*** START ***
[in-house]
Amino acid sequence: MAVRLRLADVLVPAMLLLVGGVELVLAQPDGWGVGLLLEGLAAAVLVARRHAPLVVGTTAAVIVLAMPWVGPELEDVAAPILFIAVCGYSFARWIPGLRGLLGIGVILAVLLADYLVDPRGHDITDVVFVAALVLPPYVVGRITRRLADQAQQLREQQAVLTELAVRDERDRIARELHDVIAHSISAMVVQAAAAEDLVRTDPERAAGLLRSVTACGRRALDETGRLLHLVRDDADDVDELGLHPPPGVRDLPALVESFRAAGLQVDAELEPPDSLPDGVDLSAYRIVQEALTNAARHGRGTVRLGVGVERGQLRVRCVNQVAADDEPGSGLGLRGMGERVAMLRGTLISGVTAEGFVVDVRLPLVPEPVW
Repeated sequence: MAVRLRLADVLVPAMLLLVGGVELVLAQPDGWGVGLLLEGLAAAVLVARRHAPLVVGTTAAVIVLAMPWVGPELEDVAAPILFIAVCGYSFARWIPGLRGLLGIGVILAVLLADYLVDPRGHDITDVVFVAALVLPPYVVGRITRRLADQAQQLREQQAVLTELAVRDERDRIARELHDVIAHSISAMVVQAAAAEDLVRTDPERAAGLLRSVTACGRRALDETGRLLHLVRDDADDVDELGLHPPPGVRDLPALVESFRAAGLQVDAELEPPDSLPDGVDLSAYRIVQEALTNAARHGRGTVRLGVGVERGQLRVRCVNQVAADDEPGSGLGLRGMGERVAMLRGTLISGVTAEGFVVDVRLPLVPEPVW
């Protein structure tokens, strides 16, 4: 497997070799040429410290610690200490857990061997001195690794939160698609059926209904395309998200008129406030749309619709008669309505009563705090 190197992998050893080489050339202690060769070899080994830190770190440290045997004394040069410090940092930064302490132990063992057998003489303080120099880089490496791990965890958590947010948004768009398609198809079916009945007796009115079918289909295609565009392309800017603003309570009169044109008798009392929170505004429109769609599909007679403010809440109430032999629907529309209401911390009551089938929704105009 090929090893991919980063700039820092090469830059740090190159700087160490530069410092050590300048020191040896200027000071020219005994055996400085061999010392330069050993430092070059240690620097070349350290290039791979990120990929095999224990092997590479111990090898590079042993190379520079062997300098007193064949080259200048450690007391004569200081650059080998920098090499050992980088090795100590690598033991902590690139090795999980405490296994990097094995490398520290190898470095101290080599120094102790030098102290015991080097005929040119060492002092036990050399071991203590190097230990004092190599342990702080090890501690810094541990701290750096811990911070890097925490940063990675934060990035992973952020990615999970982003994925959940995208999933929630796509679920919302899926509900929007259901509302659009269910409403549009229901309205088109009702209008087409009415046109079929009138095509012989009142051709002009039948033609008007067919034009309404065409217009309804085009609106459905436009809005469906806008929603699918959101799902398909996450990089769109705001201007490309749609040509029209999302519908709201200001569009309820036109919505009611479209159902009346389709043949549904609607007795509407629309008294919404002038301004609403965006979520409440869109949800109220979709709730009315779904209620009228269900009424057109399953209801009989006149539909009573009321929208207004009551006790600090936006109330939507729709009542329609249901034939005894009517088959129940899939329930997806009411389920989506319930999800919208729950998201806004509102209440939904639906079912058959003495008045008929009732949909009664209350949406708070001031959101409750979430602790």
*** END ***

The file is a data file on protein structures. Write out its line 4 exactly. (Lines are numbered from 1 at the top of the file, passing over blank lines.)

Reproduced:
């Protein structure tokens, strides 16, 4: 497997070799040429410290610690200490857990061997001195690794939160698609059926209904395309998200008129406030749309619709008669309505009563705090 190197992998050893080489050339202690060769070899080994830190770190440290045997004394040069410090940092930064302490132990063992057998003489303080120099880089490496791990965890958590947010948004768009398609198809079916009945007796009115079918289909295609565009392309800017603003309570009169044109008798009392929170505004429109769609599909007679403010809440109430032999629907529309209401911390009551089938929704105009 090929090893991919980063700039820092090469830059740090190159700087160490530069410092050590300048020191040896200027000071020219005994055996400085061999010392330069050993430092070059240690620097070349350290290039791979990120990929095999224990092997590479111990090898590079042993190379520079062997300098007193064949080259200048450690007391004569200081650059080998920098090499050992980088090795100590690598033991902590690139090795999980405490296994990097094995490398520290190898470095101290080599120094102790030098102290015991080097005929040119060492002092036990050399071991203590190097230990004092190599342990702080090890501690810094541990701290750096811990911070890097925490940063990675934060990035992973952020990615999970982003994925959940995208999933929630796509679920919302899926509900929007259901509302659009269910409403549009229901309205088109009702209008087409009415046109079929009138095509012989009142051709002009039948033609008007067919034009309404065409217009309804085009609106459905436009809005469906806008929603699918959101799902398909996450990089769109705001201007490309749609040509029209999302519908709201200001569009309820036109919505009611479209159902009346389709043949549904609607007795509407629309008294919404002038301004609403965006979520409440869109949800109220979709709730009315779904209620009228269900009424057109399953209801009989006149539909009573009321929208207004009551006790600090936006109330939507729709009542329609249901034939005894009517088959129940899939329930997806009411389920989506319930999800919208729950998201806004509102209440939904639906079912058959003495008045008929009732949909009664209350949406708070001031959101409750979430602790």